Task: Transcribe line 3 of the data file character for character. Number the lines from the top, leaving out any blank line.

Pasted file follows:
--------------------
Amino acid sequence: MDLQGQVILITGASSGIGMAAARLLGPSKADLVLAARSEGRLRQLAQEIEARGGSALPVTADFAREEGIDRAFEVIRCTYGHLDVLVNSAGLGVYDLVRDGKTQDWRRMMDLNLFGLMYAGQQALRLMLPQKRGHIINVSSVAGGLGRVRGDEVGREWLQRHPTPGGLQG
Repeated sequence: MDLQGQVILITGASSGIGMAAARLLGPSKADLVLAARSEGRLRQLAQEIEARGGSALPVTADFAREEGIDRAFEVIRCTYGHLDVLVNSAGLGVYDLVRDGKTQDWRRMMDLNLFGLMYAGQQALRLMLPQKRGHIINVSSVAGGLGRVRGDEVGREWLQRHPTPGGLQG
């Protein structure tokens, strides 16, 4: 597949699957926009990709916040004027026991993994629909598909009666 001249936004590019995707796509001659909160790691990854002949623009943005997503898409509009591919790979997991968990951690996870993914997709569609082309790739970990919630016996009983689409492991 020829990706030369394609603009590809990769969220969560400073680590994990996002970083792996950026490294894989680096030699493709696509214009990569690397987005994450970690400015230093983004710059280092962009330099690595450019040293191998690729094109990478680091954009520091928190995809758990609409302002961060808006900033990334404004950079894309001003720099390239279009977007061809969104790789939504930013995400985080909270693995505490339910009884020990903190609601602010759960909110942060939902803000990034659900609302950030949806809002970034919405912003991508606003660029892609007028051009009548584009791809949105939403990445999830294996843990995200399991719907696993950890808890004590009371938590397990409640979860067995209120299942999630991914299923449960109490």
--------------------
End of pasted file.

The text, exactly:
């Protein structure tokens, strides 16, 4: 597949699957926009990709916040004027026991993994629909598909009666 001249936004590019995707796509001659909160790691990854002949623009943005997503898409509009591919790979997991968990951690996870993914997709569609082309790739970990919630016996009983689409492991 020829990706030369394609603009590809990769969220969560400073680590994990996002970083792996950026490294894989680096030699493709696509214009990569690397987005994450970690400015230093983004710059280092962009330099690595450019040293191998690729094109990478680091954009520091928190995809758990609409302002961060808006900033990334404004950079894309001003720099390239279009977007061809969104790789939504930013995400985080909270693995505490339910009884020990903190609601602010759960909110942060939902803000990034659900609302950030949806809002970034919405912003991508606003660029892609007028051009009548584009791809949105939403990445999830294996843990995200399991719907696993950890808890004590009371938590397990409640979860067995209120299942999630991914299923449960109490």